As I look and listen to what’s going on around the world, I find myself wringing my hands in despair. I am not an avid news reader or watcher, however, no matter who your friends, workmates or acquaintances are, most are ready to say “ Did you hear about…..?”
Usually, these people are referring to news about the guy who shot a family member, a would be terrorist attack, the car crash where they found drugs, a political showdown, the man who would be President of the USA, the mother who backed over her toddler, the plane that went down, the man in a neighbourhood siege, the list goes on and on and on.
What is the fixation we appear to have on all the fear based, negative, off-putting, depressive news that pours into our homes and lives? There are Apps on our phones, Facebook, Twitter, emails and goodness knows what else being used by fellow humans, repeatedly ensuring we know about the latest fiasco occurring somewhere in our community, country or world.
In relationships many of us have learned that what you hold on to, gnaw at, repeat over and over, will continue to be right in our face, until, we learn to let go, change our behaviour and just stop! I say relationships (whether family, friends or workplace) because we are every day, in many ways relating to others continually (whether it be the butcher, the supermarket check out person or our hairdresser). In conversation it is mostly negative re-telling of some trauma or incident that has occurred somewhere to someone (that is not even known personally by any of us).
It appears, generally speaking, we are constantly ‘pushing against’ society and others, full of judgement and more often than not aghast at what takes on a daily basis, somewhere, someplace at some time, and still actively spreading the very thing we find so distasteful.
Media will ensure that they get to us somehow. Then it is rinse and repeat – on and on it goes.
I have a question. Does all this drama, all the hate fuelled TV clips and programmes, scathing conversations, crash scenes, does all this make you feel good? Are you uplifted by the negativity? Do you really need to know about every car crash, shark bite or drowning?
Why are we told about every car crash, especially the fatal ones? Is it supposed to make us slow down, be more vigilant on the roads? It doesn’t appear to work from where I sit. Personally, it is none of my business. Why do we need to hear about it? How do the families feel when the death of their beloved/s are plastered all over the news, car included? If they are unlucky enough to have a microphone shoved in their face, the reporter ALWAYS asks the most daft and senseless questions, such as “how do you feel’, I mean Really!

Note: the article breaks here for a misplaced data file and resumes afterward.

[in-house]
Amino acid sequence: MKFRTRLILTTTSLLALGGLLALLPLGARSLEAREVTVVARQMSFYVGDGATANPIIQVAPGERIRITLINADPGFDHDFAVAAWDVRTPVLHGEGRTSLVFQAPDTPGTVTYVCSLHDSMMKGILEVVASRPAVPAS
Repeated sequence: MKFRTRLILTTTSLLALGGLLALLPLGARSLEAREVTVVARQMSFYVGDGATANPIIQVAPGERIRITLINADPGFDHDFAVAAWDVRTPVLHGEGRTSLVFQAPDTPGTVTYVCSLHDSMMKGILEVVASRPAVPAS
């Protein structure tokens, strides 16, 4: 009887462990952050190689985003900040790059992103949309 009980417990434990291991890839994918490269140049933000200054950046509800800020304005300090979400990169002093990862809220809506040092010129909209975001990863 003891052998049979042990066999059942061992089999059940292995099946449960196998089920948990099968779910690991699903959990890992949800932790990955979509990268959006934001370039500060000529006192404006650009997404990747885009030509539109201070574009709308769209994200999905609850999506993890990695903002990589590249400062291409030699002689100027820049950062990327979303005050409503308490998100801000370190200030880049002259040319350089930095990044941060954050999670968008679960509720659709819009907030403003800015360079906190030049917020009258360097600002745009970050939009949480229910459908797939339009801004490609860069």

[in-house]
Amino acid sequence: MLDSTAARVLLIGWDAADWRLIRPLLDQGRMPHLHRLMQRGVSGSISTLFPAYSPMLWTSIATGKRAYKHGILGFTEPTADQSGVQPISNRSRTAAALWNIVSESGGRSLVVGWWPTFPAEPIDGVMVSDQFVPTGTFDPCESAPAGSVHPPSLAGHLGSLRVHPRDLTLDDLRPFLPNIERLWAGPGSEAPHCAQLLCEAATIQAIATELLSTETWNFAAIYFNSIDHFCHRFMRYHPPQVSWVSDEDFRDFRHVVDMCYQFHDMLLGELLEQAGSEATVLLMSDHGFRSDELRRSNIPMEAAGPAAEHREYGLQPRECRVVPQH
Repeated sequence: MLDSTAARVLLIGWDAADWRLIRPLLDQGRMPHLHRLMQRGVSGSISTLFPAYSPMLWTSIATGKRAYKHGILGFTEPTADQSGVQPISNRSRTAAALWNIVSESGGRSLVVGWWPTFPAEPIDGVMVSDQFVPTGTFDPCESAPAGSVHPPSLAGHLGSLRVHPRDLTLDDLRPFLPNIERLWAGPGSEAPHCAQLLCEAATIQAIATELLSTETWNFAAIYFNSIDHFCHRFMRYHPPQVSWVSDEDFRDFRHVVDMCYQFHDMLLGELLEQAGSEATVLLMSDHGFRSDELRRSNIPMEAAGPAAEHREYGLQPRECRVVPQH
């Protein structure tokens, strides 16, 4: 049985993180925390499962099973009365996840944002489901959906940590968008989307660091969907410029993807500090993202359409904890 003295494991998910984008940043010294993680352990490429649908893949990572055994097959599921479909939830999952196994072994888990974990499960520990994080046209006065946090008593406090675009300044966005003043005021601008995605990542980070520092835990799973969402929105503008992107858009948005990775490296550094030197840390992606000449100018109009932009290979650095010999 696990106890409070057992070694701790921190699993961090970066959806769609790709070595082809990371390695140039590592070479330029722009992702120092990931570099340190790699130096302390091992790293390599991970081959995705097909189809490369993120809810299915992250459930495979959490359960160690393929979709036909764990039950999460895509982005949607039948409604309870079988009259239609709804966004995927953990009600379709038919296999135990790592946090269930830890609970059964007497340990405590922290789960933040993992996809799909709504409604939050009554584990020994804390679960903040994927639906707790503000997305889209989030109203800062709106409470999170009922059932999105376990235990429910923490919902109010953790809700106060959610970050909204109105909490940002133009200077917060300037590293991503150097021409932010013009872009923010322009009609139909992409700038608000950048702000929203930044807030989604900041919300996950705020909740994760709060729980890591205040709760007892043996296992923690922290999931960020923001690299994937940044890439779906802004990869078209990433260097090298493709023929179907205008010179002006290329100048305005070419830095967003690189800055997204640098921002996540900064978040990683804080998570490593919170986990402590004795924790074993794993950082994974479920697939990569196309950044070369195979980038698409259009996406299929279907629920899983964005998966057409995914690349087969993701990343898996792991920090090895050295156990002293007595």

I often ponder about the likelihood of a “Good NEWS Channel” for television.
I remember a few years back when ‘The Project’ on Channel 10 had Charlie Pickering at the helm. For one week, they talked about and showed ONLY good news. It was incredible. All ‘feel good’ stories, that made one smile, restored faith in humanity in general and left us with a GREAT feeling.
I remember another time in our recent history, when the City of Sydney (especially), and most of Australia at large, were happy, I mean, really happy. People were joyful, friendly and full of love for one another. It was when we had the Olympics. Do you know we had no news reports or front pages of ANY newspaper talking of death, destruction, war, terrorists or car fatalities. For two entire weeks the TV and inside pages of the media carried, joyful smiles, people unknown to each other, embracing. The smiles on people’s faces were as wide as the Sydney Harbour Bridge, it was infectious and there was ‘love and happiness in the air’. Everyone talked to one another, whether they knew you or not. It was an incredible, amazing, really uplifting time. One I will never forget. I won’t forget it, not because of Cathy Freedman or Ian Thorpe, but because of the unity of people. The coming together in joy and harmony. It was special. It felt GOOD!!!
So next time you open your mouth to pass on a snippet of information, stop and ask yourself, ‘Does this feel good?’ ask yourself ‘Am I spreading the very thing I deplore, thereby giving it more energy? Am I about to spread harmony and upliftment? Is my tuppence worth going to make me feel good and thereby spread good?’
Small steps, with awareness, has the potential to make a massive difference to the whole.